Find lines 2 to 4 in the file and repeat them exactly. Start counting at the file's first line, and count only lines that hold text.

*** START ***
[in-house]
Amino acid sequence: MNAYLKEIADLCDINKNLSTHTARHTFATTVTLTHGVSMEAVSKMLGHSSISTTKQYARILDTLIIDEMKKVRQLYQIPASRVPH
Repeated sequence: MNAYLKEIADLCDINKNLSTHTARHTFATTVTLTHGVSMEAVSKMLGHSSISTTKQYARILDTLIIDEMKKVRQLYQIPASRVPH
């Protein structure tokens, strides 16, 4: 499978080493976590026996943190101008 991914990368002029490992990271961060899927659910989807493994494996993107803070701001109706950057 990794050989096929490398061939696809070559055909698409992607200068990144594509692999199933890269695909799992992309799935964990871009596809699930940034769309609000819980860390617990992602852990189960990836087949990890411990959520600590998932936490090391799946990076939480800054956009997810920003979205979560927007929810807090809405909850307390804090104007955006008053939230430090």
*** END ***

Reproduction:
Amino acid sequence: MNAYLKEIADLCDINKNLSTHTARHTFATTVTLTHGVSMEAVSKMLGHSSISTTKQYARILDTLIIDEMKKVRQLYQIPASRVPH
Repeated sequence: MNAYLKEIADLCDINKNLSTHTARHTFATTVTLTHGVSMEAVSKMLGHSSISTTKQYARILDTLIIDEMKKVRQLYQIPASRVPH
């Protein structure tokens, strides 16, 4: 499978080493976590026996943190101008 991914990368002029490992990271961060899927659910989807493994494996993107803070701001109706950057 990794050989096929490398061939696809070559055909698409992607200068990144594509692999199933890269695909799992992309799935964990871009596809699930940034769309609000819980860390617990992602852990189960990836087949990890411990959520600590998932936490090391799946990076939480800054956009997810920003979205979560927007929810807090809405909850307390804090104007955006008053939230430090």